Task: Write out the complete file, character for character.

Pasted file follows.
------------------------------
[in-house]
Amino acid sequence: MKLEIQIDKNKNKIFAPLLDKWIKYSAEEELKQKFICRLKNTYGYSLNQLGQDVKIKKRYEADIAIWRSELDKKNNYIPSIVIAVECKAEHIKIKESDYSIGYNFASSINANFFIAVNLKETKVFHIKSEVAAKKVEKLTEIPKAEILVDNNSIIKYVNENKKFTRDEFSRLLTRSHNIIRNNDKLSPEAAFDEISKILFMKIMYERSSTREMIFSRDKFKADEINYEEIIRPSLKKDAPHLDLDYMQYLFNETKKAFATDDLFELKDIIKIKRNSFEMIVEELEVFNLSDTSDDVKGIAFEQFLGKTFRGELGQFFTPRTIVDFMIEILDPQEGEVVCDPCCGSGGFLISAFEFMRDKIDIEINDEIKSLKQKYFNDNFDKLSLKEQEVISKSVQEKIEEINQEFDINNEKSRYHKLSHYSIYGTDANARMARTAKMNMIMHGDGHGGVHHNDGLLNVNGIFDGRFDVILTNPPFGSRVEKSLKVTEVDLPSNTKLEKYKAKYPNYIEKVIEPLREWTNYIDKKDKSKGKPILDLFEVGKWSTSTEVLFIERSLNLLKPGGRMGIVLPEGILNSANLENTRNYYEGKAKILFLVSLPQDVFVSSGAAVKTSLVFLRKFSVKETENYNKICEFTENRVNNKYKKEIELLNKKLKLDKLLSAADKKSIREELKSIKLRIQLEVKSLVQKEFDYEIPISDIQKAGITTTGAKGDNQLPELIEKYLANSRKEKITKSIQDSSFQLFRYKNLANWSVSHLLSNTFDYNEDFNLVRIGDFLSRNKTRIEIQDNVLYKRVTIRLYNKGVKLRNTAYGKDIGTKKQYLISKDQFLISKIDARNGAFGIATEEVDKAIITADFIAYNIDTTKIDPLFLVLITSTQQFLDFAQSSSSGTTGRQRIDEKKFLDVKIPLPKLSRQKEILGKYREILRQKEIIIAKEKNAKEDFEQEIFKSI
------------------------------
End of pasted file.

[in-house]
Amino acid sequence: MKLEIQIDKNKNKIFAPLLDKWIKYSAEEELKQKFICRLKNTYGYSLNQLGQDVKIKKRYEADIAIWRSELDKKNNYIPSIVIAVECKAEHIKIKESDYSIGYNFASSINANFFIAVNLKETKVFHIKSEVAAKKVEKLTEIPKAEILVDNNSIIKYVNENKKFTRDEFSRLLTRSHNIIRNNDKLSPEAAFDEISKILFMKIMYERSSTREMIFSRDKFKADEINYEEIIRPSLKKDAPHLDLDYMQYLFNETKKAFATDDLFELKDIIKIKRNSFEMIVEELEVFNLSDTSDDVKGIAFEQFLGKTFRGELGQFFTPRTIVDFMIEILDPQEGEVVCDPCCGSGGFLISAFEFMRDKIDIEINDEIKSLKQKYFNDNFDKLSLKEQEVISKSVQEKIEEINQEFDINNEKSRYHKLSHYSIYGTDANARMARTAKMNMIMHGDGHGGVHHNDGLLNVNGIFDGRFDVILTNPPFGSRVEKSLKVTEVDLPSNTKLEKYKAKYPNYIEKVIEPLREWTNYIDKKDKSKGKPILDLFEVGKWSTSTEVLFIERSLNLLKPGGRMGIVLPEGILNSANLENTRNYYEGKAKILFLVSLPQDVFVSSGAAVKTSLVFLRKFSVKETENYNKICEFTENRVNNKYKKEIELLNKKLKLDKLLSAADKKSIREELKSIKLRIQLEVKSLVQKEFDYEIPISDIQKAGITTTGAKGDNQLPELIEKYLANSRKEKITKSIQDSSFQLFRYKNLANWSVSHLLSNTFDYNEDFNLVRIGDFLSRNKTRIEIQDNVLYKRVTIRLYNKGVKLRNTAYGKDIGTKKQYLISKDQFLISKIDARNGAFGIATEEVDKAIITADFIAYNIDTTKIDPLFLVLITSTQQFLDFAQSSSSGTTGRQRIDEKKFLDVKIPLPKLSRQKEILGKYREILRQKEIIIAKEKNAKEDFEQEIFKSI